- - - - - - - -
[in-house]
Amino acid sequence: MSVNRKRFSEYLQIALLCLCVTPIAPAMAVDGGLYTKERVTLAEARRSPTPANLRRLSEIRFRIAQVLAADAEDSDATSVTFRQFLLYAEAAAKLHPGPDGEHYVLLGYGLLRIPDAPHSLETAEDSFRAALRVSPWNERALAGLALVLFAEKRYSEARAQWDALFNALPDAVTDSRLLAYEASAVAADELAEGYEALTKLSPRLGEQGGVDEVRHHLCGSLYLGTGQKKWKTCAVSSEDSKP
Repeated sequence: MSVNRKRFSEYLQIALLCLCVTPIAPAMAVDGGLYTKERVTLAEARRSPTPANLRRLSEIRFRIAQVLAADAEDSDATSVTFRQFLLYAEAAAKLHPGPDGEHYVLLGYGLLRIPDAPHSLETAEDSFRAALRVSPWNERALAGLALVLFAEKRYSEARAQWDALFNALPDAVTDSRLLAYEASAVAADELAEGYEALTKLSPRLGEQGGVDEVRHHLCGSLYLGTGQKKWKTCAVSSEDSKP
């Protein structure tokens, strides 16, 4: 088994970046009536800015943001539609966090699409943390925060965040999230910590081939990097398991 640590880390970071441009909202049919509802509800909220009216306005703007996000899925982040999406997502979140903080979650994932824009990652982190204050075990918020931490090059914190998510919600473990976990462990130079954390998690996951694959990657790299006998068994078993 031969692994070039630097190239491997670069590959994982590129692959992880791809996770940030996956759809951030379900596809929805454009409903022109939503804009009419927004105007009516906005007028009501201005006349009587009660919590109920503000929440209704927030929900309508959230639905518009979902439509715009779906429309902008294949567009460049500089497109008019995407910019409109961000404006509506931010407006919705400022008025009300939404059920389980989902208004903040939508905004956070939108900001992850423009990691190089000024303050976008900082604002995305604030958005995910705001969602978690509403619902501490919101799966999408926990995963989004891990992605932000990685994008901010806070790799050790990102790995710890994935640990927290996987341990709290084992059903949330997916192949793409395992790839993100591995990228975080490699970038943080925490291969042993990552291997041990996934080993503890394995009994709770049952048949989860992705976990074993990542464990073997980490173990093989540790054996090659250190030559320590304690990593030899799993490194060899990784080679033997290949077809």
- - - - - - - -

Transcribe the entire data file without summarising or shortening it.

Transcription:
[in-house]
Amino acid sequence: MSVNRKRFSEYLQIALLCLCVTPIAPAMAVDGGLYTKERVTLAEARRSPTPANLRRLSEIRFRIAQVLAADAEDSDATSVTFRQFLLYAEAAAKLHPGPDGEHYVLLGYGLLRIPDAPHSLETAEDSFRAALRVSPWNERALAGLALVLFAEKRYSEARAQWDALFNALPDAVTDSRLLAYEASAVAADELAEGYEALTKLSPRLGEQGGVDEVRHHLCGSLYLGTGQKKWKTCAVSSEDSKP
Repeated sequence: MSVNRKRFSEYLQIALLCLCVTPIAPAMAVDGGLYTKERVTLAEARRSPTPANLRRLSEIRFRIAQVLAADAEDSDATSVTFRQFLLYAEAAAKLHPGPDGEHYVLLGYGLLRIPDAPHSLETAEDSFRAALRVSPWNERALAGLALVLFAEKRYSEARAQWDALFNALPDAVTDSRLLAYEASAVAADELAEGYEALTKLSPRLGEQGGVDEVRHHLCGSLYLGTGQKKWKTCAVSSEDSKP
């Protein structure tokens, strides 16, 4: 088994970046009536800015943001539609966090699409943390925060965040999230910590081939990097398991 640590880390970071441009909202049919509802509800909220009216306005703007996000899925982040999406997502979140903080979650994932824009990652982190204050075990918020931490090059914190998510919600473990976990462990130079954390998690996951694959990657790299006998068994078993 031969692994070039630097190239491997670069590959994982590129692959992880791809996770940030996956759809951030379900596809929805454009409903022109939503804009009419927004105007009516906005007028009501201005006349009587009660919590109920503000929440209704927030929900309508959230639905518009979902439509715009779906429309902008294949567009460049500089497109008019995407910019409109961000404006509506931010407006919705400022008025009300939404059920389980989902208004903040939508905004956070939108900001992850423009990691190089000024303050976008900082604002995305604030958005995910705001969602978690509403619902501490919101799966999408926990995963989004891990992605932000990685994008901010806070790799050790990102790995710890994935640990927290996987341990709290084992059903949330997916192949793409395992790839993100591995990228975080490699970038943080925490291969042993990552291997041990996934080993503890394995009994709770049952048949989860992705976990074993990542464990073997980490173990093989540790054996090659250190030559320590304690990593030899799993490194060899990784080679033997290949077809």